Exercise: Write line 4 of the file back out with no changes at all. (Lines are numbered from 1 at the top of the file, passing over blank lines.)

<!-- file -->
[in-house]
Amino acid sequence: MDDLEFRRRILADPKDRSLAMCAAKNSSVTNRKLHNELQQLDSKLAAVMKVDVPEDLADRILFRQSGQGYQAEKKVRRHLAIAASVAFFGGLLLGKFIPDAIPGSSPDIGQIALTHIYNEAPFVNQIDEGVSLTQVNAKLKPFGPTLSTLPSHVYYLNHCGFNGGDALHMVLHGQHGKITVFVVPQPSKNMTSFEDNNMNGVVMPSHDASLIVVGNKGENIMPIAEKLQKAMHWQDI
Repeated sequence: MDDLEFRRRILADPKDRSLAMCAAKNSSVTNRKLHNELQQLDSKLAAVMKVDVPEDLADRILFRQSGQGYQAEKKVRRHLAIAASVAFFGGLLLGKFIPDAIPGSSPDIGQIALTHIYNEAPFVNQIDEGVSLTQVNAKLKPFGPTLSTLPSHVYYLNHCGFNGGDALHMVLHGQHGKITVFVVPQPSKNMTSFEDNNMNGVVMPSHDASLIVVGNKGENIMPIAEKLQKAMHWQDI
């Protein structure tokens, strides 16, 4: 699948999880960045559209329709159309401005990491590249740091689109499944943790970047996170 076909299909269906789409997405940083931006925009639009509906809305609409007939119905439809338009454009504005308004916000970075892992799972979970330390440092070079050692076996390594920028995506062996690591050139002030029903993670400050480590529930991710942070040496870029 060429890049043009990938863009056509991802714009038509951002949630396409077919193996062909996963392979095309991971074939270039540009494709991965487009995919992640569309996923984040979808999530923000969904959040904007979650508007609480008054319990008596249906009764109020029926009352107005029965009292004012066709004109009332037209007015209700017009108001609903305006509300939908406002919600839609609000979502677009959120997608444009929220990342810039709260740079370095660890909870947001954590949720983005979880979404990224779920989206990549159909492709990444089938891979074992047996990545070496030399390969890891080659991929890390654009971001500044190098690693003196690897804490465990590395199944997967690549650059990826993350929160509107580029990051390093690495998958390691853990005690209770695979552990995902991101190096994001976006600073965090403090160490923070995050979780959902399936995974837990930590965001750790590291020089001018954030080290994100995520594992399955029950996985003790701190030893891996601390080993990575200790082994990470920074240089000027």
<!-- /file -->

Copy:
């Protein structure tokens, strides 16, 4: 699948999880960045559209329709159309401005990491590249740091689109499944943790970047996170 076909299909269906789409997405940083931006925009639009509906809305609409007939119905439809338009454009504005308004916000970075892992799972979970330390440092070079050692076996390594920028995506062996690591050139002030029903993670400050480590529930991710942070040496870029 060429890049043009990938863009056509991802714009038509951002949630396409077919193996062909996963392979095309991971074939270039540009494709991965487009995919992640569309996923984040979808999530923000969904959040904007979650508007609480008054319990008596249906009764109020029926009352107005029965009292004012066709004109009332037209007015209700017009108001609903305006509300939908406002919600839609609000979502677009959120997608444009929220990342810039709260740079370095660890909870947001954590949720983005979880979404990224779920989206990549159909492709990444089938891979074992047996990545070496030399390969890891080659991929890390654009971001500044190098690693003196690897804490465990590395199944997967690549650059990826993350929160509107580029990051390093690495998958390691853990005690209770695979552990995902991101190096994001976006600073965090403090160490923070995050979780959902399936995974837990930590965001750790590291020089001018954030080290994100995520594992399955029950996985003790701190030893891996601390080993990575200790082994990470920074240089000027």